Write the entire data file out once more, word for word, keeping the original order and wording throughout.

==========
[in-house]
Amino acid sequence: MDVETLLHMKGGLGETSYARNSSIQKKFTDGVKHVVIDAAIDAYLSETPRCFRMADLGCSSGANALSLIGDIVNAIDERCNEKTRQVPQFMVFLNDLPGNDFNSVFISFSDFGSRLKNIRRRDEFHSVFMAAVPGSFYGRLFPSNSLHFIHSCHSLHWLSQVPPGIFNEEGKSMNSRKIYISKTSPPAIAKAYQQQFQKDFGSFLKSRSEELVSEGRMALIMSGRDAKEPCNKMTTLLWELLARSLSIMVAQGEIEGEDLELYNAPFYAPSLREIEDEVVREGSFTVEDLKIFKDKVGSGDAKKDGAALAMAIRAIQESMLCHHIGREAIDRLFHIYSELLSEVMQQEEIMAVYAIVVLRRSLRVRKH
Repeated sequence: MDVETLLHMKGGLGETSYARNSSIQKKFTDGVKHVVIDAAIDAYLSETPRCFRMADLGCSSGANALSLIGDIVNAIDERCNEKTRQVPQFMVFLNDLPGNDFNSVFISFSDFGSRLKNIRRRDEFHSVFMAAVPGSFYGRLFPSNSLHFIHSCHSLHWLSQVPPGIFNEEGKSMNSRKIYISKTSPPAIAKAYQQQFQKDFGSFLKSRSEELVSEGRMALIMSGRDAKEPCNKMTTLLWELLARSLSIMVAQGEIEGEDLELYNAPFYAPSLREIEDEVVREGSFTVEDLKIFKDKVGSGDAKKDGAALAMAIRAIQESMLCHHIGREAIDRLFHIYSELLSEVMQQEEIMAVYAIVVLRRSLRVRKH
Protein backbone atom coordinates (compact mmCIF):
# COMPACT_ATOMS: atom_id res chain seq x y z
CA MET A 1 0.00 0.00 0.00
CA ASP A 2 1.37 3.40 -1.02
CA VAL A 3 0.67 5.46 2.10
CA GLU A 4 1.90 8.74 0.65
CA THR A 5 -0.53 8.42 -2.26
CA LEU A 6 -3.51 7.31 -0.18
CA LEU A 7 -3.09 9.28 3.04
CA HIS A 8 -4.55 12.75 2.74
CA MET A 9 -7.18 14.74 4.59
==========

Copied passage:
[in-house]
Amino acid sequence: MDVETLLHMKGGLGETSYARNSSIQKKFTDGVKHVVIDAAIDAYLSETPRCFRMADLGCSSGANALSLIGDIVNAIDERCNEKTRQVPQFMVFLNDLPGNDFNSVFISFSDFGSRLKNIRRRDEFHSVFMAAVPGSFYGRLFPSNSLHFIHSCHSLHWLSQVPPGIFNEEGKSMNSRKIYISKTSPPAIAKAYQQQFQKDFGSFLKSRSEELVSEGRMALIMSGRDAKEPCNKMTTLLWELLARSLSIMVAQGEIEGEDLELYNAPFYAPSLREIEDEVVREGSFTVEDLKIFKDKVGSGDAKKDGAALAMAIRAIQESMLCHHIGREAIDRLFHIYSELLSEVMQQEEIMAVYAIVVLRRSLRVRKH
Repeated sequence: MDVETLLHMKGGLGETSYARNSSIQKKFTDGVKHVVIDAAIDAYLSETPRCFRMADLGCSSGANALSLIGDIVNAIDERCNEKTRQVPQFMVFLNDLPGNDFNSVFISFSDFGSRLKNIRRRDEFHSVFMAAVPGSFYGRLFPSNSLHFIHSCHSLHWLSQVPPGIFNEEGKSMNSRKIYISKTSPPAIAKAYQQQFQKDFGSFLKSRSEELVSEGRMALIMSGRDAKEPCNKMTTLLWELLARSLSIMVAQGEIEGEDLELYNAPFYAPSLREIEDEVVREGSFTVEDLKIFKDKVGSGDAKKDGAALAMAIRAIQESMLCHHIGREAIDRLFHIYSELLSEVMQQEEIMAVYAIVVLRRSLRVRKH
Protein backbone atom coordinates (compact mmCIF):
# COMPACT_ATOMS: atom_id res chain seq x y z
CA MET A 1 0.00 0.00 0.00
CA ASP A 2 1.37 3.40 -1.02
CA VAL A 3 0.67 5.46 2.10
CA GLU A 4 1.90 8.74 0.65
CA THR A 5 -0.53 8.42 -2.26
CA LEU A 6 -3.51 7.31 -0.18
CA LEU A 7 -3.09 9.28 3.04
CA HIS A 8 -4.55 12.75 2.74
CA MET A 9 -7.18 14.74 4.59